Indeed, infrastructure, whether it is ports, roads, pipelines, inland waterways or power plants, including renewable energy, has been a focus area of the Modi government. Critical considerations to deliver on the promises are finance, co-opting state governments and transparent land acquisition processes where the owner is given a fair deal. So far, New Delhi has done well in winning support of states, including those ruled by opposition parties to push through key economic reforms. This is reflected in the passage of the Goods & Service Taxes (GST) Bill, a far-reaching indirect tax reform that will simplify India’s complex taxation structure; New Delhi’s transparent Ujjwal Discom Assurance Yojana (UDAY) scheme for revival of debt-stressed power distribution companies (discoms) has also been backed by the states. Financial support for large projects involving huge capital outlays is equally important. In a recent note, credit rating agency CRISIL has said public intervention is essential in parts of the country for reasons such as backwardness, geographic disadvantage or strategic importance of border areas.
Backing the JHBDPL project and related infrastructure is a recognition that gas is a clean and versatile fuel due to multiple usage that ranges from auto as CNG, cooking gas as LPG, power generation and feedstock for fertilizer units, agro processing and petrochemicals. It is thus important for India to build the necessary wherewithal for a more widespread dispersal of gas. The CCEA approval to set up city gas distribution networks addresses fears expressed earlier by GAIL that there may not be enough demand for the gas carried by JHBDPL. The one big challenge that an interstate pipeline of the scale of JHBDPL faces in eastern India is security due to which the project that was approved by the government in 2007 has not made much progress so far. The marginalization of large sections of the population in eastern India, particularly in states such as Jharkhand and Bihar has resulted in the rise of leftist Maoist rebels and other anti-establishment insurgencies. Dealing with Maoists is seen as the biggest internal security and law and order challenge that paramilitary forces and any government of the day in India faces today.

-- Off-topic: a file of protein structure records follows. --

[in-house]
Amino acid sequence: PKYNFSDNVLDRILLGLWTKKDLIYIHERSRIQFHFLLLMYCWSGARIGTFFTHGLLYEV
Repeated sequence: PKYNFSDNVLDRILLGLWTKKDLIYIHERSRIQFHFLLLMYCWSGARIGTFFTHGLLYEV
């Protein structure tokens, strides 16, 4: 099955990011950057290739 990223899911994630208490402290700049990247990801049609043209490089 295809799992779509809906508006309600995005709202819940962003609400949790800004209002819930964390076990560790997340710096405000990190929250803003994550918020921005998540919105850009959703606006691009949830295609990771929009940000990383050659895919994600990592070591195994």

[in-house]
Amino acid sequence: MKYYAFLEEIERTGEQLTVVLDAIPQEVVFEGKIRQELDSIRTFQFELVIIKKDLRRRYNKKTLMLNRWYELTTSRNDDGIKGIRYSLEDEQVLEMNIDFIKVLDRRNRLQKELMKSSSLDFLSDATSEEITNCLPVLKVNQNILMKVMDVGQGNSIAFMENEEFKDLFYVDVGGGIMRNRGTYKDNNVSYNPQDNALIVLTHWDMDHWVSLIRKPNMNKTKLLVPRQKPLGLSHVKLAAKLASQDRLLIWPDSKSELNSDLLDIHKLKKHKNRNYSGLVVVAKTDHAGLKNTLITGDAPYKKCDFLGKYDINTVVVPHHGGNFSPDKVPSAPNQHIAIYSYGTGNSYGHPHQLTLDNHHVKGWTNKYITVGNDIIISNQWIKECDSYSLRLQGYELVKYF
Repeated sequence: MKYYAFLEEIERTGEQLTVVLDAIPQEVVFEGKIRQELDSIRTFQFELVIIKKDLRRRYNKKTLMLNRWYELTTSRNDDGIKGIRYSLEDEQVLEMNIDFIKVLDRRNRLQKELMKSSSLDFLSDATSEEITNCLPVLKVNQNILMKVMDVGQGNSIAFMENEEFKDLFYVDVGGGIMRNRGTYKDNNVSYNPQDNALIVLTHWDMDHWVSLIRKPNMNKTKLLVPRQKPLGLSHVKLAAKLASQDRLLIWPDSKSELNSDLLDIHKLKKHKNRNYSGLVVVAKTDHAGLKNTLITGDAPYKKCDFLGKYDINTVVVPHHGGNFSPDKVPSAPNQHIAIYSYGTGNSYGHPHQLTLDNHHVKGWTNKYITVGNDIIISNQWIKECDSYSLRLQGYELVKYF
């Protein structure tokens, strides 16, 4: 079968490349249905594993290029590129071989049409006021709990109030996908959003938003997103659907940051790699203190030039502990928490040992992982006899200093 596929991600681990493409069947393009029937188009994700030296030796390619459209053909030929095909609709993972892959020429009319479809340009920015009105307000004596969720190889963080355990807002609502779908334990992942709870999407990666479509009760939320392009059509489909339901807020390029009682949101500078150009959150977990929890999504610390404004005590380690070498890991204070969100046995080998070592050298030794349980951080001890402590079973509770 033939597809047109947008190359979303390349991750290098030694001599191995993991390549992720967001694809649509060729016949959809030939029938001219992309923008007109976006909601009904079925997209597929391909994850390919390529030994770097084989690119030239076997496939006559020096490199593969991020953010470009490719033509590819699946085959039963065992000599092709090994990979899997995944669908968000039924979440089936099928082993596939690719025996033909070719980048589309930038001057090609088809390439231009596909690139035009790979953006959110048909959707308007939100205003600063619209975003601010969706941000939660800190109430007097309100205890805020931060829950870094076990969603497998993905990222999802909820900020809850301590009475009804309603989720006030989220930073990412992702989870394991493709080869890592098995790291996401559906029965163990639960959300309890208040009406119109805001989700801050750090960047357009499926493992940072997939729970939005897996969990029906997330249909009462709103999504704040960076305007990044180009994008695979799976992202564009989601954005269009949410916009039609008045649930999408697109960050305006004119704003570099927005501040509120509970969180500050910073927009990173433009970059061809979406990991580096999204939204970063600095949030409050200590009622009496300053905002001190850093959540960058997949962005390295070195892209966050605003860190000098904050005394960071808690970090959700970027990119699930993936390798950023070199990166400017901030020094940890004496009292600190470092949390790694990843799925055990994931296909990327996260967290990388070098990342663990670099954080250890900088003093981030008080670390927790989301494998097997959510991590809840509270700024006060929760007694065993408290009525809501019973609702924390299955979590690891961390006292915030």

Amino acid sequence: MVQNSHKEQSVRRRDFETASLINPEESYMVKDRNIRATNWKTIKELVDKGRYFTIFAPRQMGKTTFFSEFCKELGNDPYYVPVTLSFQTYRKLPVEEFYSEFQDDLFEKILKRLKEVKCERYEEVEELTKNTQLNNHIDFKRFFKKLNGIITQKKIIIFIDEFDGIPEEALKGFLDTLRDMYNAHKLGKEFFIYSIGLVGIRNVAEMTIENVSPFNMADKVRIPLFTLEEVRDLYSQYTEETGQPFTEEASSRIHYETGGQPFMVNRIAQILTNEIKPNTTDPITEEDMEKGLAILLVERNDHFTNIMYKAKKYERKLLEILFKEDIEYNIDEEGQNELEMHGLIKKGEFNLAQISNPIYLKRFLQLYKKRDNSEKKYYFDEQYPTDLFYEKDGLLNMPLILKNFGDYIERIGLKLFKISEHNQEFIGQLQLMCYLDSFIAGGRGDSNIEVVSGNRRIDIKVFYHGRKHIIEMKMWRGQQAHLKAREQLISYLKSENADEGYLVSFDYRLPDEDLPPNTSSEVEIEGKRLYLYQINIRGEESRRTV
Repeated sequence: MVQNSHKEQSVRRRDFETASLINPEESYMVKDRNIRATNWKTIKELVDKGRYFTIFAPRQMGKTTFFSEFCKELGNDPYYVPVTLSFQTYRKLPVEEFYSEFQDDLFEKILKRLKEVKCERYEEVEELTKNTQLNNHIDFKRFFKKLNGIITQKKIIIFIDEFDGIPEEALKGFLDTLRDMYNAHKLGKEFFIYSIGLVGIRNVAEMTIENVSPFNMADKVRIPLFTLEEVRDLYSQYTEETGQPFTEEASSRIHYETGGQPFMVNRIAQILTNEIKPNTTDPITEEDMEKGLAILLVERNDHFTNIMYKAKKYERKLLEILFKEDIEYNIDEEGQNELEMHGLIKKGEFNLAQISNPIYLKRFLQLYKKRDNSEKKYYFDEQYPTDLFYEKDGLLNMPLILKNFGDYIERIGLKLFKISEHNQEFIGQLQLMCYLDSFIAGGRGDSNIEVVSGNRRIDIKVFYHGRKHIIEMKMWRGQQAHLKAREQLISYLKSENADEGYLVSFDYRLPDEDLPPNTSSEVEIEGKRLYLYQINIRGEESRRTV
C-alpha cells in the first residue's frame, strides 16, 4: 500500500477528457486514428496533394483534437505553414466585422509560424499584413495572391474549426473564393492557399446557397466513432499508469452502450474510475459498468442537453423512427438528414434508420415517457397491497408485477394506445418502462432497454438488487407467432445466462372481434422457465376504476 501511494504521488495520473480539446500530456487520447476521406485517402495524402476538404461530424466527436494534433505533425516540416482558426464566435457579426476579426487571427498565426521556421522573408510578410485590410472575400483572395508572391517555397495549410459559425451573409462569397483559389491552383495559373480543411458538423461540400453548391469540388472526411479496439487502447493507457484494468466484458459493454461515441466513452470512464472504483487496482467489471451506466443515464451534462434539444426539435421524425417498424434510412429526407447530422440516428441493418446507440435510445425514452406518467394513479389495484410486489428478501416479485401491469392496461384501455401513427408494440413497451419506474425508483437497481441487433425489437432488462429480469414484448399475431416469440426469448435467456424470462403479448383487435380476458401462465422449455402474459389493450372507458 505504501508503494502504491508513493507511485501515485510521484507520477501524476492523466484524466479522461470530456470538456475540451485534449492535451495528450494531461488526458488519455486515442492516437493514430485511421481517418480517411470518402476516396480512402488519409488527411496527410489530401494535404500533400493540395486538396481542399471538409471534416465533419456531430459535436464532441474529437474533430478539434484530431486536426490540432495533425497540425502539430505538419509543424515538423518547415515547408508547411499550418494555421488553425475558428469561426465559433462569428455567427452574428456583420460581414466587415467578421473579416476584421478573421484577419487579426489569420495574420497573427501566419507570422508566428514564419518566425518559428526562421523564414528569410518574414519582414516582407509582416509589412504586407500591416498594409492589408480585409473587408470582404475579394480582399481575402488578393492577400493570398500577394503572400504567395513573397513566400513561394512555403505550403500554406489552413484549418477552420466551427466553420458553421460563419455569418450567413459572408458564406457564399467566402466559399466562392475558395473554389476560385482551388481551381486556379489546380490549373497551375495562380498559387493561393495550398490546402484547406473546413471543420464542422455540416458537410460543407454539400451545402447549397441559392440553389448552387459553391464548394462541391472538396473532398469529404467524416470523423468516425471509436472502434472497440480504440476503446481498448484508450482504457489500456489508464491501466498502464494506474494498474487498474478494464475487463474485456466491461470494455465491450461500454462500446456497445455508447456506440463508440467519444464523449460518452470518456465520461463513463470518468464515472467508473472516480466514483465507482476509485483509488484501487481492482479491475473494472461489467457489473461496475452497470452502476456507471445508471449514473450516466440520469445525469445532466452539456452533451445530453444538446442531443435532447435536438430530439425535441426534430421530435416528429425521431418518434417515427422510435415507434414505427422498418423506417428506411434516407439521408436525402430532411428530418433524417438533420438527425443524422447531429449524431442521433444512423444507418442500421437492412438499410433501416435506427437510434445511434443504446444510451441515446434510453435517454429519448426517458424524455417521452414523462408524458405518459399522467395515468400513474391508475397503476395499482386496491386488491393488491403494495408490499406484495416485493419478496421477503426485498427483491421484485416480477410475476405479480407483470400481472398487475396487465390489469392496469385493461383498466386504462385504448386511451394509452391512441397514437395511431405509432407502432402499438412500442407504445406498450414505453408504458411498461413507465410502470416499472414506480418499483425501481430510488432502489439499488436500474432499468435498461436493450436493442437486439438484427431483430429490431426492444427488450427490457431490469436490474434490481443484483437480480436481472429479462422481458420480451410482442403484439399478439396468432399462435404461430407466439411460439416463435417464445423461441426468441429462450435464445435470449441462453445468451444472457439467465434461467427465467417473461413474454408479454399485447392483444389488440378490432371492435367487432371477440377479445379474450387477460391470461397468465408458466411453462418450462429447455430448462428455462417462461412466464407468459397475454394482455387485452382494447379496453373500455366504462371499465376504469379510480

U.P., meanwhile, is plagued by frequent caste and communal violence. Another big bottleneck is land acquisition, which is a very tricky and sensitive political matter due to disagreements about fair pricing and other benefits. Hundreds of thousands of kilometers of highway, rail and pipeline construction across India are held up or severely delayed due to litigation linked to acquiring farm land. With each state following their own set of rules, the JHBDPL project will need to negotiate a maze that many have failed to do in the past. While the infusion of capital by New Delhi is welcome, there is no reason to believe that the completion timelines will stick.